Thanks to Deb Helfrich for suggesting this post!
For all who think words don’t matter — that’s not YOU, right? — I offer some proof that they do using a few words taken from an article I recently shared that you might not have seen.
Let’s start with antonyms, which are words that are opposite in meaning to another, such as good and bad, hard and soft, night and day, big and small. There’s not often much confusion about what is meant using each of those — right?
But contronyms (also known as autocontronyms) are a whole other deal! Each word can mean more than one thing that is directly opposite to another of its own meanings!
Here are just a few words that caught my eye in the article, but you can see the list in the link here.
3. Left can mean either remaining or departed, those who stayed or those who went away. If the gentlemen have withdrawn to the drawing room for after-dinner cigars, who’s left? (The gentlemen have left, and the ladies are left.)
8. Cleave is a homograph, a word with different meanings and origins that ends up spelled the same. Cleave can mean to cling to or to adhere (she cleaved unto him); it can also mean to sever (think cleaver). (More in the original article.)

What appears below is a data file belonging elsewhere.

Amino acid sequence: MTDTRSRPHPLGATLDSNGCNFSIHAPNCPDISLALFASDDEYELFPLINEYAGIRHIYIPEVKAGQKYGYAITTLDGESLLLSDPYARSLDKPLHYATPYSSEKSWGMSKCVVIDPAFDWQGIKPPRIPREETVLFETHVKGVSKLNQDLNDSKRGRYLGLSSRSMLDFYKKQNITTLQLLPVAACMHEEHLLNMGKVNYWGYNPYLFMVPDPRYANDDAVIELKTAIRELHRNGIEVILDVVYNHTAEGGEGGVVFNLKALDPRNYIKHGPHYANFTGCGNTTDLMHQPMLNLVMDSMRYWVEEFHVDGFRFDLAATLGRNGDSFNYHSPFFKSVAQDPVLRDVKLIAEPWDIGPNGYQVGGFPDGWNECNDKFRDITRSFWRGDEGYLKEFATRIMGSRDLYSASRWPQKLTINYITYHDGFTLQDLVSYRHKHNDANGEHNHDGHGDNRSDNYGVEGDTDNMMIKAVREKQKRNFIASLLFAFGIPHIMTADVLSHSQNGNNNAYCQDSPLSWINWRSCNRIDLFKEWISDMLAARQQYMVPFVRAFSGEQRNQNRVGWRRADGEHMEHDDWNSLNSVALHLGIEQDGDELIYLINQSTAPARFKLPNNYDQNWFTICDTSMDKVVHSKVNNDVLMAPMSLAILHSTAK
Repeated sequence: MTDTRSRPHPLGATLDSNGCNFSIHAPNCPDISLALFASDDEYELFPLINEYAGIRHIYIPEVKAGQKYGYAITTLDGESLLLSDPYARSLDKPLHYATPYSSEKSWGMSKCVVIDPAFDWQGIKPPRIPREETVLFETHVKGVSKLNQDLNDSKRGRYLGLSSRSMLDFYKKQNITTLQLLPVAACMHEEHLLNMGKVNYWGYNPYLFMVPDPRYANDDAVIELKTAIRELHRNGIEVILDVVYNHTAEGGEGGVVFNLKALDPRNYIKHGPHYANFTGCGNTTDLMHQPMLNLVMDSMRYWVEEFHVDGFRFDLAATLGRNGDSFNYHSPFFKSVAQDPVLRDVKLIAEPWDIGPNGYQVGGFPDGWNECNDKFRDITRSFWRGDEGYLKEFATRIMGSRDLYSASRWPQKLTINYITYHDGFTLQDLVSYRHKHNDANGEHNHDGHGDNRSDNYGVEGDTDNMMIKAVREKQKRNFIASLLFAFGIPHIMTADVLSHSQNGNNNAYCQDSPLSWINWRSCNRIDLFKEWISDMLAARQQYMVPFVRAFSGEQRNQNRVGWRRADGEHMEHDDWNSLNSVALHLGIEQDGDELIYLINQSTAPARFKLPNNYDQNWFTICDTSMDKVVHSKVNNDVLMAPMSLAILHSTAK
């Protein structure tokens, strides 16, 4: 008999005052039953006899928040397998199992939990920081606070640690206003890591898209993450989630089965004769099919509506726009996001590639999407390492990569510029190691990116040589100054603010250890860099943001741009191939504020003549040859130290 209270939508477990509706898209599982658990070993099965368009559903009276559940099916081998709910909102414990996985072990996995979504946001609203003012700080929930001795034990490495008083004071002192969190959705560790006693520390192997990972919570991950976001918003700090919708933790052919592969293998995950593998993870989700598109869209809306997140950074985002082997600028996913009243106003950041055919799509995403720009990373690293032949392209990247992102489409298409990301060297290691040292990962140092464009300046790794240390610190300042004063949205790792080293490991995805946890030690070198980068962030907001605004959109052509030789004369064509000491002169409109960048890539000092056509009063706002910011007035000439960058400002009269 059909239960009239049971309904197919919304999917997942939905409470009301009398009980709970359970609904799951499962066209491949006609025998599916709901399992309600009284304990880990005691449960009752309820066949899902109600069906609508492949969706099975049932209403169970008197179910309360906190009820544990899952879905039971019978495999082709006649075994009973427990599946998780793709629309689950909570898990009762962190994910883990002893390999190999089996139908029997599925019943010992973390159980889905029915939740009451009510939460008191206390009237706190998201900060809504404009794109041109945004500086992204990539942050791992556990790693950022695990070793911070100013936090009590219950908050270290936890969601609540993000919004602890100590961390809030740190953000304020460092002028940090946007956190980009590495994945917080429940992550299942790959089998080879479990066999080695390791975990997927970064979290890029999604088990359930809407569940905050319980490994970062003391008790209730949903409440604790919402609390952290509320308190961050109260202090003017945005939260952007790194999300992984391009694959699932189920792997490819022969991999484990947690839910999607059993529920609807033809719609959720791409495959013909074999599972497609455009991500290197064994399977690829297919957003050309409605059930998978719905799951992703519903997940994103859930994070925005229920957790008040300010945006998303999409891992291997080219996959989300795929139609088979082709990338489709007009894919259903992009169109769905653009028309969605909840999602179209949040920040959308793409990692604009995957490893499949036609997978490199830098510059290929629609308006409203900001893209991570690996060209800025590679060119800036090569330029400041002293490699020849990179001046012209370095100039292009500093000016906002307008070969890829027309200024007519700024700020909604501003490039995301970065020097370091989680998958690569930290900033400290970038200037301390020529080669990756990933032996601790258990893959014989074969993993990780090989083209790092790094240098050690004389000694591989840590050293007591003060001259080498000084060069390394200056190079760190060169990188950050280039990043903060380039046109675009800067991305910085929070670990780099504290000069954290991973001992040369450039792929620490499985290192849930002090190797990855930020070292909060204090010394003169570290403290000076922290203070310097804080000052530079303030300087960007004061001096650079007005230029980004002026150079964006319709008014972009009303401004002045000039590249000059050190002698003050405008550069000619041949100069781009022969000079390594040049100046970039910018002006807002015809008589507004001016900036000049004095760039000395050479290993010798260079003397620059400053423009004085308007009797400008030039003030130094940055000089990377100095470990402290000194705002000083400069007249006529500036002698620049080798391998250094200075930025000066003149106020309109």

11. Off means deactivated (to turn off) but also activated (the alarm went off).
13. Screen can mean to show something, such as a movie) or to hide something,such as an unsightly view. (The movie was screened as scheduled, and the unfinished section of the theater was simply screened from view.)
19. Go means to proceed, but also to give out or fail. (This car could really go until it started to go.)
And here’s one that is not on the list in that article, but those who live in the New England area (especially in the Boston, Mass., area) will know that wicked is indeed a positive thought, not just an evil one: Wicked Pissah is a well-known complimentary phrase around these parts!
For more definitions of all the words above and in the article, check out YourDictionary.com — a valuable online resource that includes information from several dictionaries.